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The serine/threonine kinase Prk1p is known to be involved in the regulation of the actin cytoskeleton organization in budding yeast. One possible function of Prk1p is the negative regulation of Pan1p, an actin patch regulatory protein that forms a complex in vivo with at least two other proteins, Sla1p and End3p. In this report, we identified Sla1p as(More)
The EH domain proteins Pan1p and End3p of budding yeast have been known to form a complex in vivo and play important roles in organization of the actin cytoskeleton and endocytosis. In this report, we describe new findings concerning the function of the Pan1p-End3p complex. First, we found that the Pan1p-End3p complex associates with Sla1p, another protein(More)
Normal cell growth and division in the yeast Saccharomyces cerevisiae involve dramatic and frequent changes in the organization of the actin cytoskeleton. Previous studies have suggested that the reorganization of the actin cytoskeleton in accordance with cell cycle progression is controlled, directly or indirectly, by the cyclin-dependent kinase Cdc28.(More)
Several proteins from diverse organisms have been shown to share a region of sequence homology with the mammalian epidermal growth factor receptor tyrosine kinase substrate Eps15. Included in this new protein family, termed EH domain proteins, are two yeast proteins, Pan1p and End3p. We have shown previously that Pan1p is required for normal organization of(More)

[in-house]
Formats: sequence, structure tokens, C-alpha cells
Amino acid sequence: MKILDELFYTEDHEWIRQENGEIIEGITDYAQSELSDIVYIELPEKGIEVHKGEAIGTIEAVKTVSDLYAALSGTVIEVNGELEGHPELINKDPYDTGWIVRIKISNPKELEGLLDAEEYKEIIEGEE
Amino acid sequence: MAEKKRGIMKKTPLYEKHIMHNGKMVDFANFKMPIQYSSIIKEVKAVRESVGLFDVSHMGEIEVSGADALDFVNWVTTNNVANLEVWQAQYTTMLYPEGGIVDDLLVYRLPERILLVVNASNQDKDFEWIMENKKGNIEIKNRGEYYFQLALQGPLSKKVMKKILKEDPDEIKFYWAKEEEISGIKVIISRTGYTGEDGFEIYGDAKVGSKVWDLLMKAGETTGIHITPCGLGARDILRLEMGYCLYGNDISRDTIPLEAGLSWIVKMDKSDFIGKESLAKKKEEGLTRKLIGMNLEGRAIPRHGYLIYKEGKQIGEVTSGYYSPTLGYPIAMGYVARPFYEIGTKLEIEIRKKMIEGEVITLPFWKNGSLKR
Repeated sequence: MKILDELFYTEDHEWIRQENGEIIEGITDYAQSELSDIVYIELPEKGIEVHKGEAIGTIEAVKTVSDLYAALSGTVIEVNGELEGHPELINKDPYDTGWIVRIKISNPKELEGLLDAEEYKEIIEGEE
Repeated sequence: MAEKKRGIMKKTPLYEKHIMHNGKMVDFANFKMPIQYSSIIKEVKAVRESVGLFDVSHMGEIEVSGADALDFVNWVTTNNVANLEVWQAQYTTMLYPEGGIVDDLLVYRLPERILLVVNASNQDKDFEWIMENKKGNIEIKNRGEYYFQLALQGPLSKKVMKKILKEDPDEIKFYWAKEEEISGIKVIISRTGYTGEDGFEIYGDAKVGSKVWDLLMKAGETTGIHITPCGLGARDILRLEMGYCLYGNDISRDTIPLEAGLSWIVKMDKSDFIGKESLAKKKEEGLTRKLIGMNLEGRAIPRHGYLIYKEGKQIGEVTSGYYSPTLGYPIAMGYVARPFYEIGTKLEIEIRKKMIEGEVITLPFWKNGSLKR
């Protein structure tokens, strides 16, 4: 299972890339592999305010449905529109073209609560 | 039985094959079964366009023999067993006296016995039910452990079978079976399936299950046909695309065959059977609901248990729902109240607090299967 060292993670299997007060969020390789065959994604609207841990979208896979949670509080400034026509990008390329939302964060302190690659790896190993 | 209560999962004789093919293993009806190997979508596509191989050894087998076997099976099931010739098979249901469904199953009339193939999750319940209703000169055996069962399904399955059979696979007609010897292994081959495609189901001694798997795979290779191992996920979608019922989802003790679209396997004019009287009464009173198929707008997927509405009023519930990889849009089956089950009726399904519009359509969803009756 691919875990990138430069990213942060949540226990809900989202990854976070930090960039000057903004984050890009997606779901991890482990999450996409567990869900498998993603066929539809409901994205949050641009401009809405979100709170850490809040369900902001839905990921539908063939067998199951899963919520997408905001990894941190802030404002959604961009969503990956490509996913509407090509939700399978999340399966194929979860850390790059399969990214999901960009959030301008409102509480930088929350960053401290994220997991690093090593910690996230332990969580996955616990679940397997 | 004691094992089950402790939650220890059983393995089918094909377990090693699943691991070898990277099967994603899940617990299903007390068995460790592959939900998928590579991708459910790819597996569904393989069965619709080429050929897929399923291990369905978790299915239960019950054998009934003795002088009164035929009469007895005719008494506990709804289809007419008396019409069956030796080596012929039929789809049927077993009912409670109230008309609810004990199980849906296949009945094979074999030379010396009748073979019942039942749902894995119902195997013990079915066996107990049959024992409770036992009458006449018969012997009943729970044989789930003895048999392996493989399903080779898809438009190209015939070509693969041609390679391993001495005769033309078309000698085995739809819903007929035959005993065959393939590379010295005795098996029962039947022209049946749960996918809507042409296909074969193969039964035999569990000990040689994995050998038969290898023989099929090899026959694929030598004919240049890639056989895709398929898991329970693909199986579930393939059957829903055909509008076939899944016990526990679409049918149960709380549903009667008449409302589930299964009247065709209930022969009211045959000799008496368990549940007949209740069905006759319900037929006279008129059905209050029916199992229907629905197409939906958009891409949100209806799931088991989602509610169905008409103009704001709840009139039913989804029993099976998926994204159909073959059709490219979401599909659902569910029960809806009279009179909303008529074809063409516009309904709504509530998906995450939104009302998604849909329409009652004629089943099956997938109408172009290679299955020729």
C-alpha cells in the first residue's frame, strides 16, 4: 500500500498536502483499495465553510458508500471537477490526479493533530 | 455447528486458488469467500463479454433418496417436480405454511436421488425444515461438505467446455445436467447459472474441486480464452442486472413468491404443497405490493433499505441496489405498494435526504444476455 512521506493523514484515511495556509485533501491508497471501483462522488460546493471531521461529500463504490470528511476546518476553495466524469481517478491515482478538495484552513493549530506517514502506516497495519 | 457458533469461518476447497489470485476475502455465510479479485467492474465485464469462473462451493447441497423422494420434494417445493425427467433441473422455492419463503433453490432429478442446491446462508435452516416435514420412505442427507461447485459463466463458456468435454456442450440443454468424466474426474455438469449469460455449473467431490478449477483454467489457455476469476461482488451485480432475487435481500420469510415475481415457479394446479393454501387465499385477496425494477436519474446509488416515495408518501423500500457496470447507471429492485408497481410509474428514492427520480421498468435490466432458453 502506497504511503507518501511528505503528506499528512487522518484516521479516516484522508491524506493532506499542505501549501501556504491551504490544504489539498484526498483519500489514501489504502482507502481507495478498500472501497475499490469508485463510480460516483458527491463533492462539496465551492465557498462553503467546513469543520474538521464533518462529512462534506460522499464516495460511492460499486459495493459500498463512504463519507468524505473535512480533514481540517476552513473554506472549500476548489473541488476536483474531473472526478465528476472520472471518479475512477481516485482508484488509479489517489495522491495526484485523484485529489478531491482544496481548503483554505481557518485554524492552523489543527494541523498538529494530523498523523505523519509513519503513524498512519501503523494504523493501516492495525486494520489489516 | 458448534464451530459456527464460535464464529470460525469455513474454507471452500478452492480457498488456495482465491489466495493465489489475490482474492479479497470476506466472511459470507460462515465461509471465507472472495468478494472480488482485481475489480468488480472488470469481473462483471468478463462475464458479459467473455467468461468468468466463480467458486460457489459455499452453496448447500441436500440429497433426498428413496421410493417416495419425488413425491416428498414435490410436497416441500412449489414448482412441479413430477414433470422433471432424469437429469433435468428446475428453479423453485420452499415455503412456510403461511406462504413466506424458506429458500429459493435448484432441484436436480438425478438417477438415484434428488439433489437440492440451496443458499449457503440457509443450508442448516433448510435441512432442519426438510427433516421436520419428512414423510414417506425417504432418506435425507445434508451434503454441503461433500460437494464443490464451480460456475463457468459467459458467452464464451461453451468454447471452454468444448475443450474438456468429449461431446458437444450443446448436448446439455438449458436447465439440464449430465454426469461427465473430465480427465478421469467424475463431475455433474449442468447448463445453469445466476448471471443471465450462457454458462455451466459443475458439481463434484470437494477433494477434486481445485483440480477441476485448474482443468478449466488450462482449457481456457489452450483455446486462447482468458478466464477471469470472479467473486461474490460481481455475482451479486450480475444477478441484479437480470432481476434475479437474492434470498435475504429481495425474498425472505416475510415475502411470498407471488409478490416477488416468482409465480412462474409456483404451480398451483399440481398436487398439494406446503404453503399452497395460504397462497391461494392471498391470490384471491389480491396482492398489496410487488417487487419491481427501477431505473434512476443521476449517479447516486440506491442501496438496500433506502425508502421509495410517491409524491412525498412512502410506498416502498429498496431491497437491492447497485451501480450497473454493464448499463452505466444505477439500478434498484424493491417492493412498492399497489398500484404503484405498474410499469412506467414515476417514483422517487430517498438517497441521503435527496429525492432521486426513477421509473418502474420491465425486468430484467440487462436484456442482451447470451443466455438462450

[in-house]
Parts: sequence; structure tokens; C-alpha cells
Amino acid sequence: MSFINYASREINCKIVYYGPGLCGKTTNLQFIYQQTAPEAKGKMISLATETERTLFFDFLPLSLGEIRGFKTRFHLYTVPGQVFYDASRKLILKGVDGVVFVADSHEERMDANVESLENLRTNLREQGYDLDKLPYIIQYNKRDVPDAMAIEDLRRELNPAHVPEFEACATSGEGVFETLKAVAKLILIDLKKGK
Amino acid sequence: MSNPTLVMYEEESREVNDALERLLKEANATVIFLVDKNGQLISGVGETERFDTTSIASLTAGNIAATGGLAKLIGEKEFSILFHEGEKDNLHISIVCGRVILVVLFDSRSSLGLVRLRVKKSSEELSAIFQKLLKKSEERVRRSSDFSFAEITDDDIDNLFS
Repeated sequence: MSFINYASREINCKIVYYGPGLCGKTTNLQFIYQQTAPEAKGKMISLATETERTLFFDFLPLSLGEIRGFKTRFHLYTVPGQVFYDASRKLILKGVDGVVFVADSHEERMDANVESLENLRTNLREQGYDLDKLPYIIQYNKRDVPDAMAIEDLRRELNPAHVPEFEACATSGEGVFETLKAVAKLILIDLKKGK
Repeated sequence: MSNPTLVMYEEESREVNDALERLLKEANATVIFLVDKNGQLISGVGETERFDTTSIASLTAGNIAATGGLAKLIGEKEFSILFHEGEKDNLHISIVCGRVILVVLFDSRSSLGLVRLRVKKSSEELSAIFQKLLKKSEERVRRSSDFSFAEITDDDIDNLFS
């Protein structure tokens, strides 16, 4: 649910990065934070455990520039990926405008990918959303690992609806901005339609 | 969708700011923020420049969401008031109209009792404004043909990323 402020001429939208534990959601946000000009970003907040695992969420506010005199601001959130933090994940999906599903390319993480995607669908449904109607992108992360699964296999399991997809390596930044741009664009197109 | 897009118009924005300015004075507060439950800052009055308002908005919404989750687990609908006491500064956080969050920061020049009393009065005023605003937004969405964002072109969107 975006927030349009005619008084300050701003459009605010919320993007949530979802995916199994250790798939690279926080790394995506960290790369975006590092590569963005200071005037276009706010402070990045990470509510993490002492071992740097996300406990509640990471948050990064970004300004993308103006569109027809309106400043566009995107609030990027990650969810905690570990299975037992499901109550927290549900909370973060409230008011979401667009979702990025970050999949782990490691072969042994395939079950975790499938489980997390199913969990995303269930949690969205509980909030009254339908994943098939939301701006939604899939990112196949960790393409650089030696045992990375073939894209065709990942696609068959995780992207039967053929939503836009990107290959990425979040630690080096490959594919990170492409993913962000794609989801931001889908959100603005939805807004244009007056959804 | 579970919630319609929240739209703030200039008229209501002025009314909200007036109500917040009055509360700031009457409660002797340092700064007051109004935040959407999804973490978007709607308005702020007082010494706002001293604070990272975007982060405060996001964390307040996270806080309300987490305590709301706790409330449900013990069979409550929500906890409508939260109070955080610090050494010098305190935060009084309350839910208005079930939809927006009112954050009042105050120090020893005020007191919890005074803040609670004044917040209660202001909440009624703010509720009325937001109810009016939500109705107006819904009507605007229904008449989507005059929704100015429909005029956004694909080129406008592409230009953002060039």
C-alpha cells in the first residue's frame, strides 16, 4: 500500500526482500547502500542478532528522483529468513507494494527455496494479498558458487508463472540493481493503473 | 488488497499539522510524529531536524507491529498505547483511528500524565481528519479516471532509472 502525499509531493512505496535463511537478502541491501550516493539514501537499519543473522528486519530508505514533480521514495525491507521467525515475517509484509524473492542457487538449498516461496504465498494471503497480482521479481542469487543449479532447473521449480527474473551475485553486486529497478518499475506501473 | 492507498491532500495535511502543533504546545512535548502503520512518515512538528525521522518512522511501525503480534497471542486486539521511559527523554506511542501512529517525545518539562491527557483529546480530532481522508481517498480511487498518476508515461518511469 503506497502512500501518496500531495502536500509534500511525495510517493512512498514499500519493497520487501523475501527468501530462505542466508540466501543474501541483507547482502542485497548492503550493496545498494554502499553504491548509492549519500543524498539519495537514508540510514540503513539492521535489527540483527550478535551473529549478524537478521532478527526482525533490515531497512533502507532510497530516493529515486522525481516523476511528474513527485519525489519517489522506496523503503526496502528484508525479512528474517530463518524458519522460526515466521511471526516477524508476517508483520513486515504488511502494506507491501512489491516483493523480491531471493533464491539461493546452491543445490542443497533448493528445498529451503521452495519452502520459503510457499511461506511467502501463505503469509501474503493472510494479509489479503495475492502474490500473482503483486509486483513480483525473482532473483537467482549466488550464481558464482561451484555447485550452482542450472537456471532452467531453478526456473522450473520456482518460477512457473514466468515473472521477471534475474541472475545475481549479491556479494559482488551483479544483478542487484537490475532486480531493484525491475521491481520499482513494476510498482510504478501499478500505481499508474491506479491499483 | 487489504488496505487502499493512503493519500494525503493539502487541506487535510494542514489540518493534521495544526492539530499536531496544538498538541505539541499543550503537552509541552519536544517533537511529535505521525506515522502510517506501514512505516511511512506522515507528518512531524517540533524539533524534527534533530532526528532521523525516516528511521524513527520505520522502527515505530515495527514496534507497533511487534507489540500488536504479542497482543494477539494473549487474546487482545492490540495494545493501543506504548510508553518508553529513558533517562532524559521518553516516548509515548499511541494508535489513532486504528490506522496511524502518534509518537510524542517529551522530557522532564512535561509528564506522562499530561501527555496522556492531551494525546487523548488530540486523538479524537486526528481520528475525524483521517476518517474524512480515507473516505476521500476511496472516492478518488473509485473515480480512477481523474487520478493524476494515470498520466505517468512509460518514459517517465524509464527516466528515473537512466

The inhibitor-of-apoptosis (IAP) family of proteins, originally identified in baculoviruses, regulate programmed cell death in a variety of organisms. IAPs inhibit specific enzymes (caspases) in the death cascade and contain one to three modules of a common 70-amino-acid motif called the BIR domain. Here we describe the nuclear magnetic resonance structure(More)
The solution structure of the N-terminal zinc binding domain (residues 1-55; IN1-55) of HIV-1 integrase has been solved by NMR spectroscopy. IN1-55 is dimeric, and each monomer comprises four helices with the zinc tetrahedrally coordinated to His 12, His 16, Cys 40 and Cys 43. IN1-55 exists in two interconverting conformational states that differ with(More)
The solution structure of the human barrier-to-autointegration factor, BAF, a 21,000 Mr dimer, has been solved by NMR, including extensive use of dipolar couplings which provide a priori long range structural information. BAF is a highly evolutionarily conserved DNA binding protein that is responsible for inhibiting autointegration of retroviral DNA,(More)
  • X Li, M Cai
  • 1997
Eukaryotic cells may halt cell cycle progression following exposure to certain exogenous agents that damage cellular structures such as DNA or microtubules. This phenomenon has been attributed to functions of cellular control mechanisms termed checkpoints. Studies with the fission yeast Schizosaccharomyces pombe and mammalian cells have led to the(More)
The solution structure of the ectodomain of simian immunodeficiency virus (SIV) gp41 (e-gp41), consisting of residues 27-149, has been determined by multidimensional heteronuclear NMR spectroscopy. SIV e-gp41 is a symmetric 44 kDa trimer with each subunit consisting of antiparallel N-terminal (residues 30-80) and C-terminal (residues 107-147) helices(More)
The solution structure of His12 --> Cys mutant of the N-terminal zinc binding domain (residues 1-55; IN(1-55)) of HIV-1 integrase complexed to cadmium has been solved by multidimensional heteronuclear NMR spectroscopy. The overall structure is very similar to that of the wild-type N-terminal domain complexed to zinc. In contrast to the wild-type domain,(More)